I just read an interesting article about the use of cell phones today on the msn.com home page. Please note that I am just using the art of "copy and paste" to post the article here. I have nothign to do with the writing on it. If you wish to day so, go to this web page to confirm: http://tech.msn.com/products/articlecnet.aspx?cp-documentid=5569792&page=2
On Call: Mind Your Cell Phone Manners
Kent German, Senior Editor, CNET Reviews
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Have you ever experienced a cell phone user whom you wanted to pack up and ship to Miss Manners? Or have you ever witnessed a person on a cell phone do something so completely rude that you stop in your tracks? I have, and it continues to intrigue me just how polarizing cell phones can be. Sure, almost everyone has one, but they can drive even their most loyal users crazy.
Though I write about cell phones every day, even I think it makes perfect sense that cell phones are continually cited in studies that say good manners have gone out of the window. You don't need a sociology degree to see just how handsets have changed how we relate to each other; and I'm not talking about their positive effects (though indeed there are some). Rather, I'm talking about how you can put a cell phone in an otherwise courteous person's hand and then watch how that person loses all awareness of the people around him. __________________________________________
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Let me emphasize that I'm no luddite. I think cell phones are great and serve a very useful purpose. But just as people hide behind e-mail to avoid face-to-face communication, it's amazing how some cell phone users think a handset makes them so much more important than everyone else. Here's some extreme behavior I've seen and be sure to share your own experiences and advice, as well.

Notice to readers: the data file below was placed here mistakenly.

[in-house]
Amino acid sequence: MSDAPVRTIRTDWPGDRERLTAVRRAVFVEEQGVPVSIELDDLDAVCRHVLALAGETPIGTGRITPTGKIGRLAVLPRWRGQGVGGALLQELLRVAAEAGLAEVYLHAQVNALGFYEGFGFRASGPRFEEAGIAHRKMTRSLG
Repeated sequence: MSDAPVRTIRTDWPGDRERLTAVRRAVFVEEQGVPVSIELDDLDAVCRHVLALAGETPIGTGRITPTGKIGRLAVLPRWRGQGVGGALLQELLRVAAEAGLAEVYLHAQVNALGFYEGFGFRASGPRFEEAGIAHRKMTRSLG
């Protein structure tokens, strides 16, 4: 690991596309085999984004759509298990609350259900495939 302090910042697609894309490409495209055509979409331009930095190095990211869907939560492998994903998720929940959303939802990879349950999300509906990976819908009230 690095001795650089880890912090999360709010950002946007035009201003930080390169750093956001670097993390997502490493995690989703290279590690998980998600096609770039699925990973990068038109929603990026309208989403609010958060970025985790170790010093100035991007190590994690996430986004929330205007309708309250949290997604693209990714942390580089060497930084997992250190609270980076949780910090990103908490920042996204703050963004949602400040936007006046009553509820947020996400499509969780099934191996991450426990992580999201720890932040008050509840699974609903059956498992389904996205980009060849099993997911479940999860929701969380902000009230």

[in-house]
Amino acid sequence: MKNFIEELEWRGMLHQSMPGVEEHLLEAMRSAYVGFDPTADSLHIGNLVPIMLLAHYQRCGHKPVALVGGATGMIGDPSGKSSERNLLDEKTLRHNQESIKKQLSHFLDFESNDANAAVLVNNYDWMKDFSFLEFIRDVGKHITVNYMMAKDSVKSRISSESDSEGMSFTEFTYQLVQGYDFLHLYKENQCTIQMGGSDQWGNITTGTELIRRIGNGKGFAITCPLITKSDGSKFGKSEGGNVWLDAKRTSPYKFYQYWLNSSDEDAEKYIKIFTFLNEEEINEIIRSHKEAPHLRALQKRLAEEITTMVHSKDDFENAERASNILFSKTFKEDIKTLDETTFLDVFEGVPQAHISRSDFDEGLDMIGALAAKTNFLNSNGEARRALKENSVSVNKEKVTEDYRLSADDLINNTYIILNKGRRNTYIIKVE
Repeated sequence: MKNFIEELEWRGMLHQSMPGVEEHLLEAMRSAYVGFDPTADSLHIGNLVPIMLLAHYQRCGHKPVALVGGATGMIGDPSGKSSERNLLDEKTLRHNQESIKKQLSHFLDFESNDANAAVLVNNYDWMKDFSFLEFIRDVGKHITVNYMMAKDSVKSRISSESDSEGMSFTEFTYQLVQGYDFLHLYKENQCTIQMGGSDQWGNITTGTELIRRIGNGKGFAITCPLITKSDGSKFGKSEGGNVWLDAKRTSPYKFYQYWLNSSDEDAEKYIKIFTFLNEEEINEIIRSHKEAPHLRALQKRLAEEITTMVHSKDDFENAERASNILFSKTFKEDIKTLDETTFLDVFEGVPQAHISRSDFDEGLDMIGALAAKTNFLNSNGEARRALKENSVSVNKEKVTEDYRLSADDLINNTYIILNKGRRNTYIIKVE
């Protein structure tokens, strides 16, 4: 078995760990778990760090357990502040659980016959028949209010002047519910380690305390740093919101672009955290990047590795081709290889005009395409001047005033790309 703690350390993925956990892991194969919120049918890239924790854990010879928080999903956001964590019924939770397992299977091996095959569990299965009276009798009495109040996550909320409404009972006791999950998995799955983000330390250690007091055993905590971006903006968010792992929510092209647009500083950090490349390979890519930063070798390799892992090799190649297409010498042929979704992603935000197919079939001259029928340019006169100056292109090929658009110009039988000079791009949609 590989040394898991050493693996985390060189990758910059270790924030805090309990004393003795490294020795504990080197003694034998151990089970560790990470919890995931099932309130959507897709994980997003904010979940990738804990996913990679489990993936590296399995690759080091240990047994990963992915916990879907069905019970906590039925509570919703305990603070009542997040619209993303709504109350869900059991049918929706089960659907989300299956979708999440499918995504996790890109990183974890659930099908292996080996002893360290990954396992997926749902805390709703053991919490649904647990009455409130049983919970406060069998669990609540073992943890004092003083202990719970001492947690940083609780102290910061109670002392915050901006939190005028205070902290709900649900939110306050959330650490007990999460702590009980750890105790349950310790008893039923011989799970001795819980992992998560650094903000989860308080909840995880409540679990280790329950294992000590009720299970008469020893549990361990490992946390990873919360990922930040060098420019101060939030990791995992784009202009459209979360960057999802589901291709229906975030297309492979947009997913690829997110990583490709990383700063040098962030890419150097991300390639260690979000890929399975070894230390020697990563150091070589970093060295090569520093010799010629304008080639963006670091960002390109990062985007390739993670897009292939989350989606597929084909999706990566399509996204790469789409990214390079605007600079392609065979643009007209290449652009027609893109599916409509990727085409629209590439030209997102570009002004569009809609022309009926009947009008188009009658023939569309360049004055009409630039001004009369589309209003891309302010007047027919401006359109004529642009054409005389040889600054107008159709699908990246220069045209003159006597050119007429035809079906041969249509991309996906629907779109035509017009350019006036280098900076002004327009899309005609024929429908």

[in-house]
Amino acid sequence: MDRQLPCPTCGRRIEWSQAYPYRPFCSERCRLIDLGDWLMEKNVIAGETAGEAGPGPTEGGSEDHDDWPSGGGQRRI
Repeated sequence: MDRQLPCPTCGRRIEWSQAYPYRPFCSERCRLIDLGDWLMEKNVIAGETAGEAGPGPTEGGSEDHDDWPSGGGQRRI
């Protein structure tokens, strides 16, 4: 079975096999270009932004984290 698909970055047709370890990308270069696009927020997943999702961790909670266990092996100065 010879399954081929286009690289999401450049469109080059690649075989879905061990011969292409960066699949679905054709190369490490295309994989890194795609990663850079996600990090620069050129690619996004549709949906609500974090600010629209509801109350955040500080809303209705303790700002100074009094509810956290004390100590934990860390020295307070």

Be nice to the person behind the counterLast week I was waiting in line to order lunch behind a man blabbing away on his phone. When he got to the counter, he handed the cafe employee a piece of paper with his order and said, "I'm on an important call." So is it just me or is that completely rude? Doesn't the person behind the lunch counter deserve just an ounce of respect? I think so. Next time Mr. Important, hang up or at least put your caller on hold.
Take it outsideI'm also in favor of taking your phone outside, or at least away from the table, when you get a call in a restaurant. No one around you, much less your tablemates, cares to hear what you have to say. That is, unless you're guiding someone to your table in a cavernous eatery. And if it's really important, you could always text. But even that has a limit, as well.
Use your inside voiceI'm always fascinated how people's voices (me included) automatically go up a few decibels when they get on a cell phone. I can understand when you're using your phone in a crowd, near a construction site, or next to your local airport runway, but it happens even in quiet rooms. I just don't get it.